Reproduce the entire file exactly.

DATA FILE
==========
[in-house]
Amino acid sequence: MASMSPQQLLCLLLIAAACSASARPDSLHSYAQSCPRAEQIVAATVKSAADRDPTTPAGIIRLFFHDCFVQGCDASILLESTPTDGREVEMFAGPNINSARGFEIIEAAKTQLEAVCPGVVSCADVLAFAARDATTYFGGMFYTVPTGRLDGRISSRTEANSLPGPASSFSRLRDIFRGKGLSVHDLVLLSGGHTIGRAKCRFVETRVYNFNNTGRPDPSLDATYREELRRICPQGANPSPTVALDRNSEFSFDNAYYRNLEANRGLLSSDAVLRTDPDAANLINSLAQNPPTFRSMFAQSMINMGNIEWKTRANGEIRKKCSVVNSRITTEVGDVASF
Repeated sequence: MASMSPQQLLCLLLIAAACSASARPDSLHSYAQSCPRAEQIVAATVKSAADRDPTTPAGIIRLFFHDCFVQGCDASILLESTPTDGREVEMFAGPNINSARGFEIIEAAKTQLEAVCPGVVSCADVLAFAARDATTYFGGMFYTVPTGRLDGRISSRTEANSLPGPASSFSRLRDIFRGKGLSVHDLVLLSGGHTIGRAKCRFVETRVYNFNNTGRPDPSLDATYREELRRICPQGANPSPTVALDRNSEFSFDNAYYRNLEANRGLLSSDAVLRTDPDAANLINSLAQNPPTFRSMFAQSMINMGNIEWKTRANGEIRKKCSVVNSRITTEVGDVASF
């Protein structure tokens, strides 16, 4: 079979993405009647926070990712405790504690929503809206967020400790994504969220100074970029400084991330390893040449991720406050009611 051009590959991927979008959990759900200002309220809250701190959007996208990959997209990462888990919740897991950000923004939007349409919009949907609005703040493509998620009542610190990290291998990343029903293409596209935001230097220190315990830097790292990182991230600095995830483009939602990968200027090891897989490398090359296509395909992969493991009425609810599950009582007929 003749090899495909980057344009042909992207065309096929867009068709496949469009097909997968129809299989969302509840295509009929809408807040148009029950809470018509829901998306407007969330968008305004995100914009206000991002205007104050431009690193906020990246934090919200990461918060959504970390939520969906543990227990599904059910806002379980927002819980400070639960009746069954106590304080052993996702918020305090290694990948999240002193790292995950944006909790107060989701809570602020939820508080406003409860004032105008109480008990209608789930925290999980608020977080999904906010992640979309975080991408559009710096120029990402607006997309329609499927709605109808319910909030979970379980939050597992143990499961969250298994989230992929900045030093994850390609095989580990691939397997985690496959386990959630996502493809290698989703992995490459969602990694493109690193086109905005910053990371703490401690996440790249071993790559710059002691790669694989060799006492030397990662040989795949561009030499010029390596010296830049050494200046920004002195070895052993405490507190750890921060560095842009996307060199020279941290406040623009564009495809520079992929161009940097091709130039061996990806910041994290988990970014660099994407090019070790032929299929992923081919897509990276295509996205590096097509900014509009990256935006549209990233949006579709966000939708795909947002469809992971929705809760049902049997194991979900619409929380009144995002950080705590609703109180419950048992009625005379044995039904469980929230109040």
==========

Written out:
[in-house]
Amino acid sequence: MASMSPQQLLCLLLIAAACSASARPDSLHSYAQSCPRAEQIVAATVKSAADRDPTTPAGIIRLFFHDCFVQGCDASILLESTPTDGREVEMFAGPNINSARGFEIIEAAKTQLEAVCPGVVSCADVLAFAARDATTYFGGMFYTVPTGRLDGRISSRTEANSLPGPASSFSRLRDIFRGKGLSVHDLVLLSGGHTIGRAKCRFVETRVYNFNNTGRPDPSLDATYREELRRICPQGANPSPTVALDRNSEFSFDNAYYRNLEANRGLLSSDAVLRTDPDAANLINSLAQNPPTFRSMFAQSMINMGNIEWKTRANGEIRKKCSVVNSRITTEVGDVASF
Repeated sequence: MASMSPQQLLCLLLIAAACSASARPDSLHSYAQSCPRAEQIVAATVKSAADRDPTTPAGIIRLFFHDCFVQGCDASILLESTPTDGREVEMFAGPNINSARGFEIIEAAKTQLEAVCPGVVSCADVLAFAARDATTYFGGMFYTVPTGRLDGRISSRTEANSLPGPASSFSRLRDIFRGKGLSVHDLVLLSGGHTIGRAKCRFVETRVYNFNNTGRPDPSLDATYREELRRICPQGANPSPTVALDRNSEFSFDNAYYRNLEANRGLLSSDAVLRTDPDAANLINSLAQNPPTFRSMFAQSMINMGNIEWKTRANGEIRKKCSVVNSRITTEVGDVASF
């Protein structure tokens, strides 16, 4: 079979993405009647926070990712405790504690929503809206967020400790994504969220100074970029400084991330390893040449991720406050009611 051009590959991927979008959990759900200002309220809250701190959007996208990959997209990462888990919740897991950000923004939007349409919009949907609005703040493509998620009542610190990290291998990343029903293409596209935001230097220190315990830097790292990182991230600095995830483009939602990968200027090891897989490398090359296509395909992969493991009425609810599950009582007929 003749090899495909980057344009042909992207065309096929867009068709496949469009097909997968129809299989969302509840295509009929809408807040148009029950809470018509829901998306407007969330968008305004995100914009206000991002205007104050431009690193906020990246934090919200990461918060959504970390939520969906543990227990599904059910806002379980927002819980400070639960009746069954106590304080052993996702918020305090290694990948999240002193790292995950944006909790107060989701809570602020939820508080406003409860004032105008109480008990209608789930925290999980608020977080999904906010992640979309975080991408559009710096120029990402607006997309329609499927709605109808319910909030979970379980939050597992143990499961969250298994989230992929900045030093994850390609095989580990691939397997985690496959386990959630996502493809290698989703992995490459969602990694493109690193086109905005910053990371703490401690996440790249071993790559710059002691790669694989060799006492030397990662040989795949561009030499010029390596010296830049050494200046920004002195070895052993405490507190750890921060560095842009996307060199020279941290406040623009564009495809520079992929161009940097091709130039061996990806910041994290988990970014660099994407090019070790032929299929992923081919897509990276295509996205590096097509900014509009990256935006549209990233949006579709966000939708795909947002469809992971929705809760049902049997194991979900619409929380009144995002950080705590609703109180419950048992009625005379044995039904469980929230109040």